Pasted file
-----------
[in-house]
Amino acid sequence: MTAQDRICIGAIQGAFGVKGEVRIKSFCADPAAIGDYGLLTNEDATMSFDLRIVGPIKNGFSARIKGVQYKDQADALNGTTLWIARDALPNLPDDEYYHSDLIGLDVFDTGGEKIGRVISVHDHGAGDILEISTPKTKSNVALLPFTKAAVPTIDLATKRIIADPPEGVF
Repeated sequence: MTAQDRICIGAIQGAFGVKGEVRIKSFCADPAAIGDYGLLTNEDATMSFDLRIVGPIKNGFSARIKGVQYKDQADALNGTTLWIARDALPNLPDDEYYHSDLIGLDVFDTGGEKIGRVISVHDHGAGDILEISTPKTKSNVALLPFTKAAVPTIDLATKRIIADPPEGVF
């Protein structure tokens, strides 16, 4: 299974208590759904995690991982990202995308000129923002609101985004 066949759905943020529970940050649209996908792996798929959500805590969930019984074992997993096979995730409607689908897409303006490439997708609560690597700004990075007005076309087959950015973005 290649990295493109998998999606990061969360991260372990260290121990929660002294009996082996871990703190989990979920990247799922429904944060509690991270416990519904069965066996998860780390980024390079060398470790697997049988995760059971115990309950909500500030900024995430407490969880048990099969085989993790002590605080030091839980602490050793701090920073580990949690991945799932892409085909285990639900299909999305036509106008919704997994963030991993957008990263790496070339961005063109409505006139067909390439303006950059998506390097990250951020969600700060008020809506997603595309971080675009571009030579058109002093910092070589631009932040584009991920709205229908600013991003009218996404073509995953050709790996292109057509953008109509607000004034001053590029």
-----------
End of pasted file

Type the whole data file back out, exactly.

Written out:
[in-house]
Amino acid sequence: MTAQDRICIGAIQGAFGVKGEVRIKSFCADPAAIGDYGLLTNEDATMSFDLRIVGPIKNGFSARIKGVQYKDQADALNGTTLWIARDALPNLPDDEYYHSDLIGLDVFDTGGEKIGRVISVHDHGAGDILEISTPKTKSNVALLPFTKAAVPTIDLATKRIIADPPEGVF
Repeated sequence: MTAQDRICIGAIQGAFGVKGEVRIKSFCADPAAIGDYGLLTNEDATMSFDLRIVGPIKNGFSARIKGVQYKDQADALNGTTLWIARDALPNLPDDEYYHSDLIGLDVFDTGGEKIGRVISVHDHGAGDILEISTPKTKSNVALLPFTKAAVPTIDLATKRIIADPPEGVF
């Protein structure tokens, strides 16, 4: 299974208590759904995690991982990202995308000129923002609101985004 066949759905943020529970940050649209996908792996798929959500805590969930019984074992997993096979995730409607689908897409303006490439997708609560690597700004990075007005076309087959950015973005 290649990295493109998998999606990061969360991260372990260290121990929660002294009996082996871990703190989990979920990247799922429904944060509690991270416990519904069965066996998860780390980024390079060398470790697997049988995760059971115990309950909500500030900024995430407490969880048990099969085989993790002590605080030091839980602490050793701090920073580990949690991945799932892409085909285990639900299909999305036509106008919704997994963030991993957008990263790496070339961005063109409505006139067909390439303006950059998506390097990250951020969600700060008020809506997603595309971080675009571009030579058109002093910092070589631009932040584009991920709205229908600013991003009218996404073509995953050709790996292109057509953008109509607000004034001053590029």